Reading this poem by Beth Moore has taken me on a journey I wasn’t expecting at this moment in my life. Beth Moore (Living Proof Ministries) has always ministered to me through her Bible studies, tapes and videos, but especially through the story of her son Michael. She was instrumental in our adoption story even though she could not possibly even be aware of it. I hope over the next few days to share with you our journey to adoption and God’s divine hand guiding our family.
From my journal, 10/25/99:
I wanted to write now because Tim and I are starting the process of possibly adopting a child. We’ve told the kids about it and Rachel is so excited. She really wants a baby, but we’re thinking about a two or three-year-old. I need for this to be in God’s hands. It could be a huge involved process. At first I was only thinking about the work and homeschooling for the next twenty years! But I know God will give me strength if this is His will.
I used to be able to express myself so well on paper. Not anymore. Out of practice. But I finished Beth Moore’s Bible study To Live is Christ and I’m reading her book Things Pondered. I just told Tim as he was in bed that I had heard every horror story about adoption recently and I believed God wanted me to be able to love unconditionally and accept whatever the future holds.
Not ten minutes later I was reading Beth’s book and the story of her adopting Michael and then choosing to reunite him seven years later. It was about their journey and knowing God just wanted them to love Michael. I’ve been crying for 30 minutes and I can’t stop. I know God is stretching my heart to make room for another child. To love them unconditionally no matter what the future holds. I know God will bring Tim and I to the same place in His time. Right now there’s just the pain I feel for the child God is already preparing for us.
When my daughters were seven and ten and we were basking in the marvelous years between preschool and adolescence, I learned a life changing lesson about prayer – God reserves the right to fill petitions you forgot to cancel long after you thought you changed your mind. All those years ago when I had asked God for a son, I assumed His answer was “no,” not “wait.” Boy, was I ever wrong. On Feb. 14, 1990, my husband gave me a Valentine’s gift that keeps on giving – a pint-sized, four-year-old orphaned boy. He was the most beautiful little guy I had ever seen in all my life. I’ve since arrived at the conclusion that God often makes children who are going to be extra work extra cute. At the time, however, his big brown eyes and inch long eye lashes were simply selling points. God had reserved room in our hearts and a room in our home for one more child. We were not looking to adopt a little boy. We were very satisfied with the size of our family. God had tendered our hearts over the plight of only one. His birth parents were married when he was born, but they soon gave up on each other and ultimately him. Sadly, the marriage of his second guardians also collapsed, and they sought a family to raise him. His name was Michael but the girls soon nicknamed him “Spud” and it stuck. He was darling, very troubled, and the spitting image of his new Daddy.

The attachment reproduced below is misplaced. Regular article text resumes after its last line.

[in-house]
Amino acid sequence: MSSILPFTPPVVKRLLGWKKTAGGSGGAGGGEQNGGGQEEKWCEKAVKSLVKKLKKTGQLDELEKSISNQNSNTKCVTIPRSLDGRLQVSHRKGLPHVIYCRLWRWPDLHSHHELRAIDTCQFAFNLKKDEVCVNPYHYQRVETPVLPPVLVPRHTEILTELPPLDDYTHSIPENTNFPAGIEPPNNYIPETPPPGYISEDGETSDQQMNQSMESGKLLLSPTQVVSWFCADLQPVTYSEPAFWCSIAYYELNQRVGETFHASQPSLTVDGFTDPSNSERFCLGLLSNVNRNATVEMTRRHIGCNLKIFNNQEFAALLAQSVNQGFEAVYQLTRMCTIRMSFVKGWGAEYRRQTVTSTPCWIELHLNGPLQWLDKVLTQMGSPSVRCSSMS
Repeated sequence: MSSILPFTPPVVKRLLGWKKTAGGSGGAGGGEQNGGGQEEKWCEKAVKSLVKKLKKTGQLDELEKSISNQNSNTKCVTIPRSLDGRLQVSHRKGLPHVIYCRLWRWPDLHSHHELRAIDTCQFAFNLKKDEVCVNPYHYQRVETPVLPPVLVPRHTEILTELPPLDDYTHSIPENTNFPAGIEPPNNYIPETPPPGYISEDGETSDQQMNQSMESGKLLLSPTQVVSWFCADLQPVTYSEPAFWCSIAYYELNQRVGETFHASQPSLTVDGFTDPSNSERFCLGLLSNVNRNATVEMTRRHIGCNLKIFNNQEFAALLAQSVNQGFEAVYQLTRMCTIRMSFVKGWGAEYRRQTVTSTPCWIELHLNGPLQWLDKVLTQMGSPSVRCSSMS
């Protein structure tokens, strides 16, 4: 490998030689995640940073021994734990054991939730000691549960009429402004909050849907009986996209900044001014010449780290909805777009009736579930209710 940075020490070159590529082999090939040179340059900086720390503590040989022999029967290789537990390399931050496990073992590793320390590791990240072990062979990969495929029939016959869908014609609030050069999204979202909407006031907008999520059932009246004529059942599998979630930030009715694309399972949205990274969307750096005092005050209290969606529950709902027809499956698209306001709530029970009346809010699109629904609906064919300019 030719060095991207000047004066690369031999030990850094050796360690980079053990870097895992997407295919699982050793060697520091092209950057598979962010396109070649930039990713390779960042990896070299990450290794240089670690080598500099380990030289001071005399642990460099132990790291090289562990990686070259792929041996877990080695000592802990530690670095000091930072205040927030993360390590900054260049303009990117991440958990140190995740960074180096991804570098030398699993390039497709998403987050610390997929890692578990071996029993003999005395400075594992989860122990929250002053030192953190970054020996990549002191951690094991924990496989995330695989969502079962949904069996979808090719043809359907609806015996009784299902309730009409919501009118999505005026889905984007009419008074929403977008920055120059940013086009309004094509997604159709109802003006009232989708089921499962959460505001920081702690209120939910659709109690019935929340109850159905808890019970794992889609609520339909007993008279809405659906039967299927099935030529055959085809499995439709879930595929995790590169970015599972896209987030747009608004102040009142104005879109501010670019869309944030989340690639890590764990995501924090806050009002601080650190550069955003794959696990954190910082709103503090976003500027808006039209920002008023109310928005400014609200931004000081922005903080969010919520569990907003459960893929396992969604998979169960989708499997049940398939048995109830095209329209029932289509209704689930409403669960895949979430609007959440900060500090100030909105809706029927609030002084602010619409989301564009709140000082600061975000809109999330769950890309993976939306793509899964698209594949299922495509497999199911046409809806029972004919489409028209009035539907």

Get ready to be blown away! For the last few weeks I’ve felt God urging me to consider adopting two children. I always said we would adopt when God floated Moses (and Miriam and Aaron) up to the front steps. Tonight a friend of ours called to say a woman at her church told her about a family of three children that needed a home. Her jaw dropped because she was one of the very few people we had told about our prayers concerning adoption. She called me later with information. There is a ten-month-old boy M, 21-month-old girl S and ten-year-old B. Their parents are on drugs and B turned them in. The kids are now with their grandmother. She wants to find a home where they can all be together. We told Rachel and she immediately began crying and said it was an answer to prayer. The maturity and faith of this eleven-year-old is remarkable. Today was her “birth”day, the day she accepted Jesus, four years ago. So many times I feel like a failure and then I see the kids loving and having faith. My heart is so full. I am terrified of what the future holds. Rachel’s heart and willingness to sacrifice is Jesus’ love in flesh. All I want is to be obedient. I am overwhelmed and speechless. I see God at work and that is all that matters.
So, my friends, those were the first stirrings of God on our hearts, changing us and molding us into a new family. One that we barely knew existed.